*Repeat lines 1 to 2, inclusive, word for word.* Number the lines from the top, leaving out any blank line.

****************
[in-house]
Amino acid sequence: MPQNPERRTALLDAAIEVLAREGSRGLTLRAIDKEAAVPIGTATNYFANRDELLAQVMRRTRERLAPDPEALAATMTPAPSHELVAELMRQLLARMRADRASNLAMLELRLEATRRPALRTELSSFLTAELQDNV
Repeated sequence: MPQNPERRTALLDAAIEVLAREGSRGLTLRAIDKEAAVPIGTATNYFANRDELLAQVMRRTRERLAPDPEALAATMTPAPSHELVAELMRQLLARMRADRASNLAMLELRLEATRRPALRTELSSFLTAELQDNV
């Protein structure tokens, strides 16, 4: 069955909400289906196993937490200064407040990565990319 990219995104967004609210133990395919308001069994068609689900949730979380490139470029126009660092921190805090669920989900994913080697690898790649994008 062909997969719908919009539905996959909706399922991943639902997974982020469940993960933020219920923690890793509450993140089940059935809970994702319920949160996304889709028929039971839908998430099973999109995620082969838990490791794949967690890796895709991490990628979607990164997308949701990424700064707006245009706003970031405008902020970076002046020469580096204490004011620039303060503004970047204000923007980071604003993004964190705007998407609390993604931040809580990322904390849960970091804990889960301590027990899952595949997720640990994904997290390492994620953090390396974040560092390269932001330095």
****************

[in-house]
Amino acid sequence: MPQNPERRTALLDAAIEVLAREGSRGLTLRAIDKEAAVPIGTATNYFANRDELLAQVMRRTRERLAPDPEALAATMTPAPSHELVAELMRQLLARMRADRASNLAMLELRLEATRRPALRTELSSFLTAELQDNV